Chapter 1st 1st year Book
(Page 1)

Atomic Structure and Periodic Table 

Bohr’s Atomic model :

After the discovery of protons, electrons, and neutrons, ventures were made to give a physical picture of an atom. Rutherford’s model of  atom supremacy by solar system suffered the following setbacks:
(i) Newtonian laws of motion can not be applied to charged particles and macroscopic.
(ii) According to Clark Maxwell when at any time a charged particle-like electron is subjected to. acceleration, it losses energy and emits radiation.
Bohr argued therefore that if an electron moves in a circular orbit it should be subjected to acceleration due to the continuous changes in its direction of motion. The electrons, therefore, continuously lose energy and emit radiation. As a result, of this, the electron should be moving in a spiral path with direction and ultimately collide with the nucleus. In other words, the atom should collapse. However, this does not happen.
(iii) it fails to explain the atomic spectra of elements.
Neils Bohr a Danish Physicist (1913) put forward a new model of atoms combining the ideas of J. J. Thomson, Rutherford and Planks’s quantum theory. He was awarded the Nobel prize for his distinguished work modal of atom in 1922.

Bohr’s postulates :

1. The electron revolves in circular orbits around the nucleus only in certain allowed energy states called stationary states or energy levels (as the earth revolves around the sun)

2. The electron did not radiate energy regularly during the motion and therefore it did not slow down. Thus, the motion of the electron is restricted in such a manner that angular momentum (mv) is
Bohr's Atomic model formula
where ‘m’ is the mass of the electron, ‘v’ is its tangential velocity, ‘r’ is the radius, ‘h’ the Plank’s constant, and ‘n’ is an integer having values 1,2,3…… for the first, second, third, etc of Bohr’s orbits.
3. When an electron jumps from one stationary state to another stationary i.e. during electronics transition the energy is being absorbed or emitted. The energy changes occur in a fixed amount called energy pocket or quanta.

Bohr’s Theory of Hydrogen and Hydrogen-like atoms (e.g. He*, Ll 2+, Be” etc.)

According to Bohr’s atomic model when an electron revolves in a circular orbit, the

Bohr's atomic modelelectrostatic force of attraction between electron and nucleus is balanced by Centrifugal force which results in the throw of the electron occurring out of the orbit. It is the mass of the electron moving with velocity in a circular orbit of radius as shown in figure 1.01.

Bohr's atomic model
Calculation of total energy of an electron
Thus, the atomic radius of the H-atom is 0.529 A’.
Calculation of total energy of an electron: The total energy of an electron E is given by –
bohr's atomic modal
Now putting the value of r from equation (vii) we get
… (xi)
In the above equation for a particular atom all the quantities except n’ are constant. Therefore,
Since there is a negative sign, the value of ‘E’ increases as ‘n’ increases.
Explanation of Hydrogen spectrum on the basis of Bohr’s theory If electron. |jumps from one energy level to another then,
Bohr's theory If electron. |umps trom one energy level to another then,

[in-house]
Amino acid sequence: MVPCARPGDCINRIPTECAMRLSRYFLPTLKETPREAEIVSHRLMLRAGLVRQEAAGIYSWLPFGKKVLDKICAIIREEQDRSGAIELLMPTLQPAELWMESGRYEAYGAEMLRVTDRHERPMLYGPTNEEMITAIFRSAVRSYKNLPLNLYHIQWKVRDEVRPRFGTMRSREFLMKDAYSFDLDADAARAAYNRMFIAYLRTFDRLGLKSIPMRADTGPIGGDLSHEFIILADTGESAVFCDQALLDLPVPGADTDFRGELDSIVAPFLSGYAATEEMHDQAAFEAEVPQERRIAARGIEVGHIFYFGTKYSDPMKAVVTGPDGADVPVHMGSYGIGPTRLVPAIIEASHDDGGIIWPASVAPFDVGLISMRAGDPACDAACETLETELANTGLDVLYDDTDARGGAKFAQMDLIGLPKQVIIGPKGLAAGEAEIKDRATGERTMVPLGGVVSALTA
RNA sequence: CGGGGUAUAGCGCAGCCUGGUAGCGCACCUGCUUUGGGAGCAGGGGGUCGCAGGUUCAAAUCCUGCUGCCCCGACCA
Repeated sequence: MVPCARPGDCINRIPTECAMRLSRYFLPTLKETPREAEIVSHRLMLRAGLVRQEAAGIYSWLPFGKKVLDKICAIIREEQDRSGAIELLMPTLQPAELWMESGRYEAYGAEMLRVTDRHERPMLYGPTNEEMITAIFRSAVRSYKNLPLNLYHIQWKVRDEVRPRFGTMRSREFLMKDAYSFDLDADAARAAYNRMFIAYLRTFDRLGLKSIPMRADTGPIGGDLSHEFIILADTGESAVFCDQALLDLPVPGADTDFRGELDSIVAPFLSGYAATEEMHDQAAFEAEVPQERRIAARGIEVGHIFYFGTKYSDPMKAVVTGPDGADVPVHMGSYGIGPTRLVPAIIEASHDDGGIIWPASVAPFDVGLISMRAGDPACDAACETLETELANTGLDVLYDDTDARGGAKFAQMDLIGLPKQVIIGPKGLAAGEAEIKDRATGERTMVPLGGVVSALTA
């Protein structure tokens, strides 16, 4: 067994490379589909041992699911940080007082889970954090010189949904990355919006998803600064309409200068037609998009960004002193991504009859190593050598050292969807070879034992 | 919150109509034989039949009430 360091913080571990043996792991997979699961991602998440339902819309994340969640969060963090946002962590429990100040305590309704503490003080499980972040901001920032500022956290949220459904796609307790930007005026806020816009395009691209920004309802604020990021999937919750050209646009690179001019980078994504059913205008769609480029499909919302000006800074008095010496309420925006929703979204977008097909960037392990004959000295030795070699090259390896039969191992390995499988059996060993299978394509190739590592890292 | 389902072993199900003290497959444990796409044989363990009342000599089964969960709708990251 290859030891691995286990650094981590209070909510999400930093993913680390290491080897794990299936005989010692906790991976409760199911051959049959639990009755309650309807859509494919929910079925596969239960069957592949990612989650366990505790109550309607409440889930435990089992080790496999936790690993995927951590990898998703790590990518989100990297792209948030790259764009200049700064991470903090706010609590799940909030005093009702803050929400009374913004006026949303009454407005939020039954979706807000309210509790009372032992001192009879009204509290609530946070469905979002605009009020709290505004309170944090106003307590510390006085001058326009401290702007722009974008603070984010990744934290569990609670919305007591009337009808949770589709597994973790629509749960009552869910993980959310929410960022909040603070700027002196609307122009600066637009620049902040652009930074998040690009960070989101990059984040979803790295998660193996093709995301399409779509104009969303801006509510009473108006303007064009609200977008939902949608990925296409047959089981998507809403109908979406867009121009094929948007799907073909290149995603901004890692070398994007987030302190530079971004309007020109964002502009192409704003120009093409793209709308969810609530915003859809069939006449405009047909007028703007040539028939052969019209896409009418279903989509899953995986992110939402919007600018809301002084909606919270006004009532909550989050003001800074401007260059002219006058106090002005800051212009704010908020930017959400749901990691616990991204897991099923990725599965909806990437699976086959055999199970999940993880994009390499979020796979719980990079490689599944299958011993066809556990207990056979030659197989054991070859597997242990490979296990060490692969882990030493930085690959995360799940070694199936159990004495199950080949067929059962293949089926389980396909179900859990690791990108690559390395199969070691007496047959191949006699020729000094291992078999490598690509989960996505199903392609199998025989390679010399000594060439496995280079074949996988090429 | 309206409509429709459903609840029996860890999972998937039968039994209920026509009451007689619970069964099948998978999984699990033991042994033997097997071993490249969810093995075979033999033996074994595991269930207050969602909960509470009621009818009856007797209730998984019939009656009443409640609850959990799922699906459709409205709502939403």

Fydgberg's empirical equation
A comparison of these two equations shows that Rydg-berg constant R is equal toAydgberg constant R is equal and its value comes out to be 109740 cm(-1) which shows an excellent agreement with the Rydg-berg constant found empirically by Balmer. This agreement offers excellent proof of the correctness of Bohr’s theory.
If the electron in the hydrogen atom occupies the lowest orbit, the atom is said to be in the ground state. But when the electron is excited by the absorption of energy supplied from the external sources, jumps to higher energy levels. After excitation, the electron returns to the lower energy levels, releasing excess energy in discrete amounts. As a result, different spectral lines are observed. All the spectral lines with the region in which they appear are given in the table shown below.
Table 1.1: Electronic transitions and values of n1 and n2  for various spectral lines of the hydrogen spectrum.
Electronic transitions and values of n1 and n2 for various spectral lines of hydrogen spectrum.
Fig. 1.02: Energy level diagram for observed hydrogen spectrum.
Calculation of energy of the electron moving in the 1st Bohr's orbit : For 1st Bohr's orbit
and so on.

Limitations of Bohr’s Theory :

1- According to Bohr, the radiation results when an electron jumps from one energy level to another but how this radiation occurs is not discussed in Bohr’s theory,
2- Bohr’s theory only explained the spectra of H-atom and H-like particles such as He’, Bohr's theory only explained the spectra of H-atom and H-like particles such as He etc. but failed the explain the spectra of other atoms having a larger number of electrons.
3- The pictorial concept of electrons jumping from one orbit to another is not justified because of the uncertainty of their position and velocities.
4- This theory has no explanation for the splitting of spectral lines in an electric field (Stark effect and magnetic effect (Zeeman effect).
5- The magnitude of energies of the stationary states in any atom containing more than one electron can not be accurately calculated by the application of Bohr’s Theory.
6- It does not explain the dual nature of electrons.
Example 1: What will be the energy of the electron in a hydrogen atom when the atom is excited and its electron revolves in the 4th orbit.
Solution According to the equation.
What will be the energy of the electron in hydrogen atom
Example 2: Calculate the radius of the second orbit of the hydrogen atom.
Solution: According to the equation.
Calculate the radius of second orbit of hydrogen atom. Solution: According to the equation
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